Boyd argues that the “blueprint” has radically warped our understanding of God’s relationship to evil. Instead of fighting evil, we seek to understand it as an intellectual “problem.” Boyd points to hymns enjoining humble submission to God’s loving providence as poisonous fruit of the “blueprint myth.” He points, for instance, to William Cowper’s “God moves in a mysterious way,” with its famous lines

Judge not the Lord by feeble sense,

But trust him for his grace;

Behind a frowning providence

He hides a smiling face.

 This is a particularly infelicitous example for Boyd’s argument. William Cowper, who wrote it, was a passionate opponent of slavery and a close friend and colleague of John Newton, one of the major figures behind the abolition of the slave trade in the British Empire. And there are plenty more examples of Christians whose confidence in God’s sovereignty and providential care empowered their efforts to change the world.

The narrative “Christians have made X theological mistake, which has led to all the problems of Christian history, but I will correct the mistake and then everything will be great” is a deeply tempting one. On this particular issue, I’m particularly tempted by it, because clearly Christians have a huge intellectual problem explaining evil in traditional terms. And clearly this problem is linked to the broader problem of how we understand power, how we think of God’s power, and how we exercise power as Christians on earth in the service of righteousness. But the temptation to place our hopes for the future effectiveness and purity of the Christian faith in a particular theological “tweak” must, I think, be resisted. That is not to say that the tweak may not be a good and much-needed one. But we will probably find some way of compromising with the powers of the world no matter what our theology. We can only try to make it as hard for ourselves as possible.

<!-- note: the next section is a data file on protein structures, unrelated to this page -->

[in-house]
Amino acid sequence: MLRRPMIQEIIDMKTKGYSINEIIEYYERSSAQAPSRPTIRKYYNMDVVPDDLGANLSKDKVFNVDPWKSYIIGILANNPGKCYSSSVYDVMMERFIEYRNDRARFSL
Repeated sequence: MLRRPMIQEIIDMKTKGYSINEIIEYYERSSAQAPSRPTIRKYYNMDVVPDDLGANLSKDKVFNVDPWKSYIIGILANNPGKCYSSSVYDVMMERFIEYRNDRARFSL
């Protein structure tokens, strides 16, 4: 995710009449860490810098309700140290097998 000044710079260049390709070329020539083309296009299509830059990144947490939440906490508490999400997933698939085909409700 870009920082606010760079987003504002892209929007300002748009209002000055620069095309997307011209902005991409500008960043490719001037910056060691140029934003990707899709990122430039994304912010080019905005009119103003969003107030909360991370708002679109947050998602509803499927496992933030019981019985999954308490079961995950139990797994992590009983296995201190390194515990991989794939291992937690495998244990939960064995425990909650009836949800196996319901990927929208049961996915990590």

Historically, is Boyd right to blame Augustine for the shift to “blueprint theology”? I expect that he will flesh out his argument more fully when he finally comes out with the third volume in his trilogy, The Myth of the Blueprint. Elaine Pagels makes a related argument in her Adam, Eve, and the Serpent. She contrasts pre-Augustinian theologians such as Justin Martyr, for whom Christianity was a message of freedom, with Augustine’s conviction that human depravity needed continual repression and correction by coercive authorities in both church and state. Clearly there is a contrast between the theology of figures like Irenaeus and Justin Martyr and that of Augustine. How much of it is Greek/Latin and how much is due to Augustine’s influence or other historical shifts within Western theology is open to debate, I think, since figures like Tertullian and Cyprian don’t quite fit with either Augustine or with the Greeks. And far too much often gets blamed on Augustine (for instance, penal substitution is often linked to him even though his atonement theology is actually primarily “ransom”). But I think Boyd is on to something in arguing that the second-century apologists were much more willing to ascribe real agency to created beings, human and angelic/demonic, while Augustine’s theology seeks to explain everything in terms of the divine will. However, Augustine does not in fact say that evil has its origin in the divine plan. For Augustine, God uses evil and sovereignly chooses to permit it, but Augustine explicitly ascribes the origins of evil to a defective will falling away from the divine goodness. William S. Babcock has argued (“Augustine on Sin and Moral Agency” in The Journal of Religious Ethics 1998, and “The Human and Angelic Fall” in Augustine: From Rhetor to Theologian, 1992) that Augustine never managed to explain just how this defective will could originate. So perhaps rather than painting Augustine as straightforwardly ascribing the origin of evil to God, it would be better to say that even in Augustine there is a tension between a “blueprint” view and a more free-will-oriented approach. In short, I think Boyd’s account could be more nuanced, and no doubt will be in the forthcoming volume. But I think he’s right that Augustine contributed heavily to the development of an approach to evil that explains it primarily in terms of God’s mysterious purposes, thus leaving the question of the origins of evil as a thorny if not insoluble problem.